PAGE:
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“If you’ve got a business, you didn’t build that. Somebody else made that happen.” (President Obama)

“I’m asking everybody watching nationwide to waste your vote on me.” (Libertarian presidential candidate Gary Johnson)

“As a reporter I’m torn about joining in the pledge of allegiance/national anthem at rallies. I’m a rally observer, not a participant.’ (National Public Radio correspondent Ari Shapiro, in a tweet.)

Please note that a few of the quotes include expletives, by the way. See the other 35 here:, under the “Columns” heading.


Yes, audiences still buzz about the intensely crafted movie “Lincoln.” But consider that the Library of Congress on Jan. 3 will display the actual first draft of the Emancipation Proclamation, handwritten by Abraham Lincoln. It is intended to mark the 150th anniversary of the proclamation’s signing as part of “The Civil War in America” exhibit, highlighted here:

Lincoln read this very draft to his cabinet July 22, 1862, to mixed response, says Michelle Krowl, a Civil War specialist at the library.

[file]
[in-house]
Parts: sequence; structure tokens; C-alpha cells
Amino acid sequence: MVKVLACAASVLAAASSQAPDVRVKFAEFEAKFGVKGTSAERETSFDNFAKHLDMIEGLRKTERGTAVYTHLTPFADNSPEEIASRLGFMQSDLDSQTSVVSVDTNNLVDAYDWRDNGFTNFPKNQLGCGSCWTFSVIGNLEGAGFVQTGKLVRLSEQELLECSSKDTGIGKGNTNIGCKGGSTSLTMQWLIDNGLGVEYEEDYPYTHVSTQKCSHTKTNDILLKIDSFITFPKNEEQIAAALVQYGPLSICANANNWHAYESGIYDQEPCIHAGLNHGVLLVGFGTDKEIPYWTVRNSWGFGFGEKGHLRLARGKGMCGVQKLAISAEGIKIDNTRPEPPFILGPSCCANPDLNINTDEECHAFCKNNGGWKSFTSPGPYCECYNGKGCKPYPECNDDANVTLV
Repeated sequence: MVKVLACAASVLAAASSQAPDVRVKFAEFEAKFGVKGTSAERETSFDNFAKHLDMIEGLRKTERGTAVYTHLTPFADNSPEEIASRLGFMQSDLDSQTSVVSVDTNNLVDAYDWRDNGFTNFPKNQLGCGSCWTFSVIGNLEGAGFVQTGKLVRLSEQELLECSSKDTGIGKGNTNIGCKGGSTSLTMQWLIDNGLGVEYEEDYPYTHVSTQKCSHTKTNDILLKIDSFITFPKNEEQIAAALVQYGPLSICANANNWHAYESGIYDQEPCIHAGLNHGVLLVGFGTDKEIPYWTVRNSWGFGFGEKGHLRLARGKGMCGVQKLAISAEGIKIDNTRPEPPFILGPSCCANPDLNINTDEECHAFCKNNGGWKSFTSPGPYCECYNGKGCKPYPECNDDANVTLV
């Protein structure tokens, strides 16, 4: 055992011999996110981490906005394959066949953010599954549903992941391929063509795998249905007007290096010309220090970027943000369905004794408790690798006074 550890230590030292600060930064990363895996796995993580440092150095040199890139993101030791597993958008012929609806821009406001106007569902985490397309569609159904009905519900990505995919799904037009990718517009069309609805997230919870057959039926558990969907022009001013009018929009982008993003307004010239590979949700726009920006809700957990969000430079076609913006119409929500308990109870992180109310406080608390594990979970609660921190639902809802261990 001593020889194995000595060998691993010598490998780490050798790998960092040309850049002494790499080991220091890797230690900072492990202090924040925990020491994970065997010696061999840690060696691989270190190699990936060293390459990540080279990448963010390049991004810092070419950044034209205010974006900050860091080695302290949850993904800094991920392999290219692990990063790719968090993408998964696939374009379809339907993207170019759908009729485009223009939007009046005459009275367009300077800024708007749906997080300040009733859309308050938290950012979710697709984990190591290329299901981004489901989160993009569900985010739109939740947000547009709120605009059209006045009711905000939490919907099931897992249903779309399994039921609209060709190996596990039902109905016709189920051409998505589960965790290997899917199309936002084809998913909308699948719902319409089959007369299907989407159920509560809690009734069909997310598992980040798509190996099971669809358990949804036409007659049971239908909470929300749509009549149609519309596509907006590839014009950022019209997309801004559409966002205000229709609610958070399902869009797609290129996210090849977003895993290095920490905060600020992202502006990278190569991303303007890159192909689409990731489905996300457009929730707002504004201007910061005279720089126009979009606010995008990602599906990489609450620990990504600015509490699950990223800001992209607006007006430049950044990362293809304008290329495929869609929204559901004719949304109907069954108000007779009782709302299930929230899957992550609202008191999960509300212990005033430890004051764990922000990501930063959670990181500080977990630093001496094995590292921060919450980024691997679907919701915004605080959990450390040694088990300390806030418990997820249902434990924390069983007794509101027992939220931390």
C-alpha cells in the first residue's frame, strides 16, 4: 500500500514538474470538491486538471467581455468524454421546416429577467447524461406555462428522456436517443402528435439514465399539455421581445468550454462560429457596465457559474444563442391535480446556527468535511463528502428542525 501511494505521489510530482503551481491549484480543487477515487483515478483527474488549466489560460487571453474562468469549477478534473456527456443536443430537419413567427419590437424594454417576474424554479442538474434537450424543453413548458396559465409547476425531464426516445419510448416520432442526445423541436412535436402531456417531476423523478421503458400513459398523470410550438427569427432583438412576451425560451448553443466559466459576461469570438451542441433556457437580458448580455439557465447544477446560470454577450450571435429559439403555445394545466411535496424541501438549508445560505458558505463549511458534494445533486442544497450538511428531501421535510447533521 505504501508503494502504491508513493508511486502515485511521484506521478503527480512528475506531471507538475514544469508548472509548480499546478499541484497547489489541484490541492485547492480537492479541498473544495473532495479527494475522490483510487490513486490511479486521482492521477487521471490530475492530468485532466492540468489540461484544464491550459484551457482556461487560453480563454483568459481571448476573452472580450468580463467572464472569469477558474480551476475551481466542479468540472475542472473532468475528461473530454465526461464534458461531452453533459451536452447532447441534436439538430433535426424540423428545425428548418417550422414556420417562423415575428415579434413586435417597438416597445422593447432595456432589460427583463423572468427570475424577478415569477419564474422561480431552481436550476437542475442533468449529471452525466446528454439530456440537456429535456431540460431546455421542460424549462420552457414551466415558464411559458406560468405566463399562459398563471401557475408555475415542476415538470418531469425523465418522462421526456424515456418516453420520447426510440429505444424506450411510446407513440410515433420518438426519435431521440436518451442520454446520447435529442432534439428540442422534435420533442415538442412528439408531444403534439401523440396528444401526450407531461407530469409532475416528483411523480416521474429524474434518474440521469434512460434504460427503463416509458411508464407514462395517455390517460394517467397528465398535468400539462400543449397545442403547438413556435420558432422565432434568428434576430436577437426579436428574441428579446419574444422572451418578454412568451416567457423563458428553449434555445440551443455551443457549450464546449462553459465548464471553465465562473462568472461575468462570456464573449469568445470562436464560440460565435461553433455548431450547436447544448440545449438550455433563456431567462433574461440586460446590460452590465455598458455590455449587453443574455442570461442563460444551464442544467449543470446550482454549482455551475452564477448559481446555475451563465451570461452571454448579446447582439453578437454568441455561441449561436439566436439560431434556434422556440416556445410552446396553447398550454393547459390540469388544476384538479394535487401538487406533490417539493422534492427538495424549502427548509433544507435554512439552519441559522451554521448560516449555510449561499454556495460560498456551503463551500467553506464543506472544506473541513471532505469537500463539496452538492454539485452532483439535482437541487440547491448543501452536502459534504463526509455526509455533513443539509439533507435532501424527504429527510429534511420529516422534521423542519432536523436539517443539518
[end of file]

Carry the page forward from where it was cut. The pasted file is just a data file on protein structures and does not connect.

“Some worried about the aftereffects. Some wondered about how it might affect the midterm elections. And others pointed out that the Union army was not doing so well at that time, and that it might be advisable to wait until the Union army had a victory so the document would be presented with a backdrop of strength rather than weakness,” Ms. Krowl continues.

Lincoln hold off until the Union victory two months later at Antietam. On Sept. 22, he put forward the official preliminary Emancipation Proclamation. The final was signed Jan. 1, 1863.

“The Emancipation Proclamation was presented as a war measure, freeing slaves as a way of weakening the enemy by taking away their labor force. It was one of a series of documents and actions that paved the way for passage of the 13th Amendment that would permanently abolish slavery,” the analyst says.


• 51 percent of Americans say “it’s good for the country” that Republicans control the U.S. House of Representatives.

• 93 percent of Republicans and 15 percent of Democrats agree.

• 43 percent overall say the GOP control is “bad for the country”; 6 percent of Republicans and 79 percent of Democrats agree.

• 50 percent overall say if “fiscal cliff” tax increases and spending cuts occur in 2013, it poses a “major problem” for the U.S.; 54 percent of Republicans and 54 percent of Democrats agree.

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